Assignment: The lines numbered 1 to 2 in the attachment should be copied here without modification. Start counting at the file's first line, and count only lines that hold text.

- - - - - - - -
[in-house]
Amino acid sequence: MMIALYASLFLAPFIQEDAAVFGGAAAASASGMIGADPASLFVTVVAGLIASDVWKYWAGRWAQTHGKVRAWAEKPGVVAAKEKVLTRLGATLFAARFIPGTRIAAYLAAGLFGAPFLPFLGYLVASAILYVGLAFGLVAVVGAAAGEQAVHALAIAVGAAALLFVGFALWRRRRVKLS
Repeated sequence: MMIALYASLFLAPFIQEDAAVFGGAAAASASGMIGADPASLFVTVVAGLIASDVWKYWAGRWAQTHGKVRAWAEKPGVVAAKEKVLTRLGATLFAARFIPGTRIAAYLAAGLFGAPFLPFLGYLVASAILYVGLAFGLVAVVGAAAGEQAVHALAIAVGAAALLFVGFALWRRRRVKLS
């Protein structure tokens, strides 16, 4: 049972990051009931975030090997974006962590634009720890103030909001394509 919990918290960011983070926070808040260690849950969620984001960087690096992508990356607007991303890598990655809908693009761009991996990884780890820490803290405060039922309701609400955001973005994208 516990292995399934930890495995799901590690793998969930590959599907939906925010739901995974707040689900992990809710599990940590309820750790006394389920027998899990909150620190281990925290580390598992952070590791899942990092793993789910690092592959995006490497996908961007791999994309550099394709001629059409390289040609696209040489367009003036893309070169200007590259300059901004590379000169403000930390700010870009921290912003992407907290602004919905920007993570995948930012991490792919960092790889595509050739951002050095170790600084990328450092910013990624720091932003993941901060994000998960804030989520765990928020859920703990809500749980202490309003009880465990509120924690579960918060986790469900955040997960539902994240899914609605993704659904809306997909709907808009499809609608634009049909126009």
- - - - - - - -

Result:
[in-house]
Amino acid sequence: MMIALYASLFLAPFIQEDAAVFGGAAAASASGMIGADPASLFVTVVAGLIASDVWKYWAGRWAQTHGKVRAWAEKPGVVAAKEKVLTRLGATLFAARFIPGTRIAAYLAAGLFGAPFLPFLGYLVASAILYVGLAFGLVAVVGAAAGEQAVHALAIAVGAAALLFVGFALWRRRRVKLS